Example of carbon dating

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The ratio can further be affected by C-14 production rates in the atmosphere, which in turn is affected by the amount of cosmic rays penetrating the earth's atmosphere.The amount of cosmic rays penetrating the earth's atmosphere is itself affected by things like the earth's magnetic field which deflects cosmic rays.If the ratio is a quarter of what it should be (one in every four trillion) we can assume the creature has been dead for 11,460 year (two half-lives).After about 10 half-lives, the amount of radiocarbon left becomes too miniscule to measure and so this technique isn't useful for dating specimens which died more than 60,000 years ago.The new isotope is called "radiocarbon" because it is radioactive, though it is not dangerous.It is naturally unstable and so it will spontaneously decay back into N-14 after a period of time.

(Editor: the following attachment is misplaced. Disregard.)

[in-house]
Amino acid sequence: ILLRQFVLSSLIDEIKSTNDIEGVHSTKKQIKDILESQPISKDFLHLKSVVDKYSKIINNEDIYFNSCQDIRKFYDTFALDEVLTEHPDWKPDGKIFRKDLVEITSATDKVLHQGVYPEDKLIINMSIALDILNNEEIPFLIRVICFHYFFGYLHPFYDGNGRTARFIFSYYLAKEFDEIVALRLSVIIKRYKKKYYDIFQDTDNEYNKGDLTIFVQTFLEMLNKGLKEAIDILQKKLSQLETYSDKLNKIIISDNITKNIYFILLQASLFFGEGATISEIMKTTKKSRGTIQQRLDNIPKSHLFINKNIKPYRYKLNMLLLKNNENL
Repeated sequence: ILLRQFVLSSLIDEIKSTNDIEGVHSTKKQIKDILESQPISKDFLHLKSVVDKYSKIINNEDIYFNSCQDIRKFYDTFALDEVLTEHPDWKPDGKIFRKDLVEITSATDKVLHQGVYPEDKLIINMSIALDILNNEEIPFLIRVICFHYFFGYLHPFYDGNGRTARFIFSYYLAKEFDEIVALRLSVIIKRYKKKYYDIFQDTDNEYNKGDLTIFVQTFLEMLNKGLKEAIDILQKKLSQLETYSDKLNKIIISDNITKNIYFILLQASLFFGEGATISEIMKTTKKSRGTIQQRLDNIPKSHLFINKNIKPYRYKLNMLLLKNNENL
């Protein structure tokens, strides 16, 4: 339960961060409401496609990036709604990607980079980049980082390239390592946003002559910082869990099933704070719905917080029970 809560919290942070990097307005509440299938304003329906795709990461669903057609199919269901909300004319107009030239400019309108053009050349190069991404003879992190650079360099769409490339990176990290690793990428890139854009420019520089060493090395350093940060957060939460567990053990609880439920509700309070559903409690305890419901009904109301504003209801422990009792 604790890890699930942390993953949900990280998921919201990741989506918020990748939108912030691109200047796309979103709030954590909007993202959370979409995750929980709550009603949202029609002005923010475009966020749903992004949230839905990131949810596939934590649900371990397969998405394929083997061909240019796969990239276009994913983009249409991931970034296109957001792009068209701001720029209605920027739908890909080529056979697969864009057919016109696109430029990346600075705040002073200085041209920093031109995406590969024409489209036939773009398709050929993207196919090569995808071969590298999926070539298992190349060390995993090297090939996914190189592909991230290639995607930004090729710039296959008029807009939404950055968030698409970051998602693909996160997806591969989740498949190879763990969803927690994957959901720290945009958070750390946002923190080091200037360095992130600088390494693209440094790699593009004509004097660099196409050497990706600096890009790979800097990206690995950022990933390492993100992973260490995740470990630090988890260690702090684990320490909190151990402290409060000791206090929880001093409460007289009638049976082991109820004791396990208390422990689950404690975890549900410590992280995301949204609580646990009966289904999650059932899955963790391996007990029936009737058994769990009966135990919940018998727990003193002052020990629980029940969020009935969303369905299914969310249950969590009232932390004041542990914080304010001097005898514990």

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It takes another 5,730 for half of the remainder to decay, and then another 5,730 for half of what's left then to decay and so on.We must also assume that the ratio of C-12 to C-14 in the atmosphere has remained constant throughout the unobservable past (so we can know what the ratio was at the time of the specimen's death).And yet we know that "radiocarbon is forming 28-37% faster than it is decaying," which means it hasn't yet reached equilibrium, which means the ratio is higher today than it was in the unobservable past.C-12 is by far the most common isotope, while only about one in a trillion carbon atoms is C-14.C-14 is produced in the upper atmosphere when nitrogen-14 (N-14) is altered through the effects of cosmic radiation bombardment (a proton is displaced by a neutron effectively changing the nitrogen atom into a carbon isotope).

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